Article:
This Is The Face of Genealogy

This is a photo of my great grandmother Betsy Peterson Carlsen and three of her grandchildren, including my father. She arrived in St. Paul, Minnesota in 1882 as a single young woman. Born in Sweden, she married Niels Christian Carlsen and they raised a whole houseful of daughters! I work on my family history to learn more about where I came from to find out where my ancestral families lived, whether they served in the military during wartime, to learn about their struggles and appreciate where I am today.I have origins in nine different countries if you include the U.S. My ancestors, their siblings, and descendants are accountants, storekeepers, Post Office inspectors, housewives, a founder of the postal service in Porto Rico, railroad superintendent, fleet truck salesman, tombstone carvers, fire chief, farmers, secretaries, mayor, nuclear physicists, archivist, painter, jailer, professional genealogist, poet, writer, inventor, plasterer, butcher, and so many other hardworking individuals. Yes, there are a few scalawags, but pretty much every family has some of those. I look at that as a chance to find other records that may give a better look into the dynamics of my family.
Among my fellow genealogists/family historians are a former mayor, owners of companies, department store founds and family members, authors, ministers, rabbis, nurses, historians, archivists, librarians, scholars, engineers, active and retired military personnel, storeowners, clerks, judges, county sheriff, police personnel, bus driver, machinist, teachers, professors, students, publishers, housewives, actors, software developers, journalists, photographer, and like with my family, many other occupations. Their religions, ethnic  backgrounds, and education are varied. We share a love of history and family history. We educate ourselves constantly at classes, seminar, conferences and institutes. The Los Angeles Times publication ,LAWeekly,  posted a short item about one event, the Southern California Genealogical Jamboree, and some insensitive person at the newspaper included a denigrating photo. It has since been taken down. Many of my fellow Geneabloggers are posting family photos that show the real faces of genealogy. I hope folks at the Los Angeles Times/LAWeekly view our photos and publish a prominently placed apology to all of us who are family history researchers. What were they thinking!?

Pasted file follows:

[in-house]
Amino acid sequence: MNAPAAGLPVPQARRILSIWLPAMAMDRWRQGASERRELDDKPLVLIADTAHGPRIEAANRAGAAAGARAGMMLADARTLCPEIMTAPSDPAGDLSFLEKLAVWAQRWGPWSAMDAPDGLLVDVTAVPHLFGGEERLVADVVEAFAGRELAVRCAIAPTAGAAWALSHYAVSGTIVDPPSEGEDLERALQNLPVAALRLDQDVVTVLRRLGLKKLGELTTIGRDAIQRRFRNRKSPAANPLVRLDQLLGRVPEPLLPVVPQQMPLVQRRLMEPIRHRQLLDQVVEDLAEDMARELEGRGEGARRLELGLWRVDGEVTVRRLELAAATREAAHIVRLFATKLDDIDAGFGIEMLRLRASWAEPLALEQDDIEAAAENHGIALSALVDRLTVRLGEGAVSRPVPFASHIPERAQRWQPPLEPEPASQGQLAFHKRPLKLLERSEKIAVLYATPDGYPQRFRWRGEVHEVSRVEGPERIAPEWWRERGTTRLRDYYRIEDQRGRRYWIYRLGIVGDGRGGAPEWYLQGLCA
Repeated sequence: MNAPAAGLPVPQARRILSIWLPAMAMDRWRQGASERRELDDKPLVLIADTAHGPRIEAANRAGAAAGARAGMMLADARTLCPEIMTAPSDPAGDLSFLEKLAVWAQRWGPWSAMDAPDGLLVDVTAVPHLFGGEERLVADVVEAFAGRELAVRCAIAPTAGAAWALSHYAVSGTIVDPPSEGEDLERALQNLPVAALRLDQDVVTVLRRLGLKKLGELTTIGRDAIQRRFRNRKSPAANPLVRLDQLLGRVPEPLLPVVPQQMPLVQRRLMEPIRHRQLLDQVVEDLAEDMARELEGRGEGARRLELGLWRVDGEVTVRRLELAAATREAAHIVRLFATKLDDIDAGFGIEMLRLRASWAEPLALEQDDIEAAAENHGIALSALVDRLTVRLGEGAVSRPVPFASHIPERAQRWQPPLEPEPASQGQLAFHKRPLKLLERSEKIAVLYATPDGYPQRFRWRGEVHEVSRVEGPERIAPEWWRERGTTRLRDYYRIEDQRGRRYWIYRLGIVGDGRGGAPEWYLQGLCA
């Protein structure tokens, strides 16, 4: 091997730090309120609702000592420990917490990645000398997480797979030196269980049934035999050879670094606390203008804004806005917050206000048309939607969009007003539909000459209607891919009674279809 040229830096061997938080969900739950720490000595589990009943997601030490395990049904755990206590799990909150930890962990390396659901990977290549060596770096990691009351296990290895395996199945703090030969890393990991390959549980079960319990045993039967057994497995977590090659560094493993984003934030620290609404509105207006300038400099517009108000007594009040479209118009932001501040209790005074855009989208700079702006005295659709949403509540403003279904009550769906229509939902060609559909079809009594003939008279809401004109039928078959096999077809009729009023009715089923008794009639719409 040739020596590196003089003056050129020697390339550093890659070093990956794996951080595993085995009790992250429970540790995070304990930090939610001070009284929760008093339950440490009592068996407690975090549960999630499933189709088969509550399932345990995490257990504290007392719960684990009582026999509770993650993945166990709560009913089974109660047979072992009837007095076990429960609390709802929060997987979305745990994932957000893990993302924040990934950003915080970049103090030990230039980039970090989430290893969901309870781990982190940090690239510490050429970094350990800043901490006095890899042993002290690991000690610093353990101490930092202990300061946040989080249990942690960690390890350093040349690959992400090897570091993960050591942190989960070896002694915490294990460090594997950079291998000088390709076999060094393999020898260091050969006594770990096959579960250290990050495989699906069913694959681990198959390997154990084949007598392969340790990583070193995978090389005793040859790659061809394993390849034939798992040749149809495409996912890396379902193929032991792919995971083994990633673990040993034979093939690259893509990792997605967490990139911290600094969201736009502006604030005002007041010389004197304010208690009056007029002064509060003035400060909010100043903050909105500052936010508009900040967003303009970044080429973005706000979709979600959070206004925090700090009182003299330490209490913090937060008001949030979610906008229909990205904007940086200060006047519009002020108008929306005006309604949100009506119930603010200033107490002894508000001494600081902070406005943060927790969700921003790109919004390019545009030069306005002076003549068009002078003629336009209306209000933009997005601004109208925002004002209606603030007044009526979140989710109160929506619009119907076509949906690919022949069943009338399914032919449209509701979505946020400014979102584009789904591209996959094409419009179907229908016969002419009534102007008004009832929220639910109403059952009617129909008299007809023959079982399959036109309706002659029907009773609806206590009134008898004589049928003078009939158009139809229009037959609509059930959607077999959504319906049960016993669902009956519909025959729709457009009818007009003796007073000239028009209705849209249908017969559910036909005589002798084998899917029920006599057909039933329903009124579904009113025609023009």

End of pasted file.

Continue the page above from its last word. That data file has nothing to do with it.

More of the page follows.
Added note: I have been asked where people might view the photo that LAWeekly published. This is a link to it:

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